EFF in the News
Eva Galperin, Electronic Frontier Foundation, guest on KCRW:
Since the Charlie Hebdo murders 10 months ago, France has been on high alert against possible terror. Authorities knew that attacks on Paris were being planned, but could not prevent the killing of 129 people, the wounding of many more — and the growing uncertainty about what to expect in the future. Was there too little information about thousands of possible suspects, or were investigators overwhelmed by too much data? Should the US give the NSA new power to intercept private messages, or is that too high a price for a strategy that hasn't been proven to work? And what about YouTube, Facebook and other public media used for terrorist propaganda and recruitment? Is it time to crack down on Silicon Valley?
Kit Walsh, a lawyer with the Electronic Frontier Foundation, said the group believed that researchers and car owners needed access to vehicle software not only to make repairs or to adjust a car’s performance, but also to improve security. To demonstrate security vulnerabilities in automotive software, two security experts, Charlie Miller and Chris Valasek, recently performed an experiment in which they remotely hacked into a Jeep Cherokee and took control from the driver.
Mr. Walsh said many companies that make auto components supported the changes to the law. One such company, Derive Systems of Sanford, Fla., reprograms engine computers in ways that it says improve fuel efficiency while reducing emissions.
The E.P.A. also warned that the exemption could result in more pollution. “Based on the information E.P.A. has obtained in the context of enforcement activities, the majority of modifications to engine software are being performed to increase power and/or boost fuel economy,” the agency said in a letter to the Copyright Office opposing the change. “These kinds of modifications will often increase emissions.”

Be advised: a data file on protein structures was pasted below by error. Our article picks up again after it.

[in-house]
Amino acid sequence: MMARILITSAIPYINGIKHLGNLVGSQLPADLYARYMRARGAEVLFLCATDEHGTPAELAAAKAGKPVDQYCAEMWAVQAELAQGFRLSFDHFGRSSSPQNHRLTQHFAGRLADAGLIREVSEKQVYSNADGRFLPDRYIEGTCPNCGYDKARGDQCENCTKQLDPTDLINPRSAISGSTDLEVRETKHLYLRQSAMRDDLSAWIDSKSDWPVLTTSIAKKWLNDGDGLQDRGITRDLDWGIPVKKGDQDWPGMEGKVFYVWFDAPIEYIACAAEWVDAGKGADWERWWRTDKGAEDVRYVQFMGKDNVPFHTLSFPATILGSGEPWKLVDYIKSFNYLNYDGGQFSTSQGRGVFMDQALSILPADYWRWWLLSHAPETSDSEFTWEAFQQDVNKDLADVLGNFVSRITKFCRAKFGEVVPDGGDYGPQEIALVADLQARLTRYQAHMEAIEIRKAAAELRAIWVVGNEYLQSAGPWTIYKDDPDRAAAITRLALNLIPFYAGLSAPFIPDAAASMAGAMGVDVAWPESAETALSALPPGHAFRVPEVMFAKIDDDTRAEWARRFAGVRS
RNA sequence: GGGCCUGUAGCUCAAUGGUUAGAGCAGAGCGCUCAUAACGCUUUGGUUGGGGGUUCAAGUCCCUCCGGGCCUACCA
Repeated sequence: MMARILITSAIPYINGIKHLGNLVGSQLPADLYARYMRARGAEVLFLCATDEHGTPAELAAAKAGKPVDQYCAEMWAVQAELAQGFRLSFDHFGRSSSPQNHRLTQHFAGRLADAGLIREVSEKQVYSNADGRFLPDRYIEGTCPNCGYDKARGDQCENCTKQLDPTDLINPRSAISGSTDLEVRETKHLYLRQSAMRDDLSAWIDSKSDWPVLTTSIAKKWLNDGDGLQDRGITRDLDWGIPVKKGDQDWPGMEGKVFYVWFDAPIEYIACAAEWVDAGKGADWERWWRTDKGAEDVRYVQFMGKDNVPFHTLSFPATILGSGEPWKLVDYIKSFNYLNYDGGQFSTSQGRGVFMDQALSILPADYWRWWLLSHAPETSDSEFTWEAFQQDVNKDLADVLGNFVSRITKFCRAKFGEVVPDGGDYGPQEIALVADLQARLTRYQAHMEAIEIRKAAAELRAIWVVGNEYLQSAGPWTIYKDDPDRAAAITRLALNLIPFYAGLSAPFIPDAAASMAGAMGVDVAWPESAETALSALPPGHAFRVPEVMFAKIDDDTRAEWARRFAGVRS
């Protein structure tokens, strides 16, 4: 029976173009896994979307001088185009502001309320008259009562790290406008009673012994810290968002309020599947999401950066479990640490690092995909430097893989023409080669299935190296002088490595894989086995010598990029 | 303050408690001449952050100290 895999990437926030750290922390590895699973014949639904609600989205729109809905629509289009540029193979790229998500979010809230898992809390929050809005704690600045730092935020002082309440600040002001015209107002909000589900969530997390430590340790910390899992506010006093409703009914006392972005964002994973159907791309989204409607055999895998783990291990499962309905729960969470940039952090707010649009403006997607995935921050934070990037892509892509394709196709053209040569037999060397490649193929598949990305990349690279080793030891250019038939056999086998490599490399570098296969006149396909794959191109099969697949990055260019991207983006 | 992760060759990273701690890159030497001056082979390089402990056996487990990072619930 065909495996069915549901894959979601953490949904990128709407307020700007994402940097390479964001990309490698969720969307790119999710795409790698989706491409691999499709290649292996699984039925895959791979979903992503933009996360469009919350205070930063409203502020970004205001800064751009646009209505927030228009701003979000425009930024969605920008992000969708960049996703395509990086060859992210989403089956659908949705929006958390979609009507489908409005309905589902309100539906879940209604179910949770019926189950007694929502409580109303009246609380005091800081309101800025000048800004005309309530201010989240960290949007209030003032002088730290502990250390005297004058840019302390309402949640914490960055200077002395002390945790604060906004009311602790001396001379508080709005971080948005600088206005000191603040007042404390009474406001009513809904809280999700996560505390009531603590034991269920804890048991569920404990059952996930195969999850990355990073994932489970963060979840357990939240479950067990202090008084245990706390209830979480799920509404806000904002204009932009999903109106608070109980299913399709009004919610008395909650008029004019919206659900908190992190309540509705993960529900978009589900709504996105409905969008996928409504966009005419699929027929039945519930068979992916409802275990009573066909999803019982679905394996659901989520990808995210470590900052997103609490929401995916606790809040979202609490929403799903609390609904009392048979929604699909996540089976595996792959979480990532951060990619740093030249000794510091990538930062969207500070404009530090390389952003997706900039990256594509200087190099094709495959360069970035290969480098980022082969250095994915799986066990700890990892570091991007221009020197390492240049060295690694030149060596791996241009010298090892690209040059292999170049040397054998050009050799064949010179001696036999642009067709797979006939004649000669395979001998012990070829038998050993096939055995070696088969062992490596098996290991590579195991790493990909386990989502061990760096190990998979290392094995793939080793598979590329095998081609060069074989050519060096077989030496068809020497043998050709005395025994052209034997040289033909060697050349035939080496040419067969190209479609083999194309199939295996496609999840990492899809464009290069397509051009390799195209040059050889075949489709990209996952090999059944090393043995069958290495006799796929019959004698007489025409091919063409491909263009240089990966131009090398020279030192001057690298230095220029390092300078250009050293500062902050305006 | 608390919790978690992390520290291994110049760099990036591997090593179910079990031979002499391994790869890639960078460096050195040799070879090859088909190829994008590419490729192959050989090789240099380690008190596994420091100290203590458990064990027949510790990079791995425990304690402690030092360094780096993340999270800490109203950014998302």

The fact that officials and policymakers are already using the attacks to revive the debate — without a definitive answer on whether or not encryption was used by the attackers — is especially problematic, some Influencers said. “At this point there is no confirmation that end-to-end encryption was used by the attackers, much less that the use of that encryption is what led the world’s intelligence services to fail to detect the plot before the tragedy,” said Cindy Cohn, executive director of the Electronic Frontier Foundation.
On the other hand, the benefits of widespread, strong encryption are well known, Ms. Cohn said. “What we do know is that strong encryption is crucial to allow political organizers, government officials, and ordinary people around the world to protect their security, privacy and safety from criminals and terrorists alike.”
“Any ‘backdoor’ into our communications will inevitably (and perhaps primarily) be used for illegal and repressive purposes rather than lawful ones,” she said.
"I'm concerned that France's creeping censorship is both potentially harmful — in that it's undemocratic and could silence other speech — and counterproductive," says Jillian York, director for international freedom of expression at the Electronic Frontier Foundation (EFF). "ISIS wants a society where only one point of view is accepted; when the state takes more power over our speech, they're acting on the same knee-jerk impulses."
Von Lohmann said the number of legitimate videos affected by takedown notices is small. And big entertainment companies are not always the most aggressive in demanding that the videos be removed. But the problem is growing, said Corynne McSherry, legal director at the Electronic Frontier Foundation, a digital rights group.